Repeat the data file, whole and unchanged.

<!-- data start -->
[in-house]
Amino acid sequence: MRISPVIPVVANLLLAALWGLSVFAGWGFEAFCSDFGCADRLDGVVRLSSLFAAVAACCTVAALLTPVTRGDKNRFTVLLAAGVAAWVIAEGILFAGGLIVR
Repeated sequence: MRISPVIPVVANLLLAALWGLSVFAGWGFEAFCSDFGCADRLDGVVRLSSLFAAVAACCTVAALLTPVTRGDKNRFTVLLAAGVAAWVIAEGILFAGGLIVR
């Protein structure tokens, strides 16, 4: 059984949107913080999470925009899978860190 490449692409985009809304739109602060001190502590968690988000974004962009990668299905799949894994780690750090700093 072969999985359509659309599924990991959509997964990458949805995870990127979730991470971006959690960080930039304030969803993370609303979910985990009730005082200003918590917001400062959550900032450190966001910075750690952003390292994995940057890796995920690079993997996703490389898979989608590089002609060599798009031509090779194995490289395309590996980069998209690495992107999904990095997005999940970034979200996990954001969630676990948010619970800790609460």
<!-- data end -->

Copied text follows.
[in-house]
Amino acid sequence: MRISPVIPVVANLLLAALWGLSVFAGWGFEAFCSDFGCADRLDGVVRLSSLFAAVAACCTVAALLTPVTRGDKNRFTVLLAAGVAAWVIAEGILFAGGLIVR
Repeated sequence: MRISPVIPVVANLLLAALWGLSVFAGWGFEAFCSDFGCADRLDGVVRLSSLFAAVAACCTVAALLTPVTRGDKNRFTVLLAAGVAAWVIAEGILFAGGLIVR
């Protein structure tokens, strides 16, 4: 059984949107913080999470925009899978860190 490449692409985009809304739109602060001190502590968690988000974004962009990668299905799949894994780690750090700093 072969999985359509659309599924990991959509997964990458949805995870990127979730991470971006959690960080930039304030969803993370609303979910985990009730005082200003918590917001400062959550900032450190966001910075750690952003390292994995940057890796995920690079993997996703490389898979989608590089002609060599798009031509090779194995490289395309590996980069998209690495992107999904990095997005999940970034979200996990954001969630676990948010619970800790609460």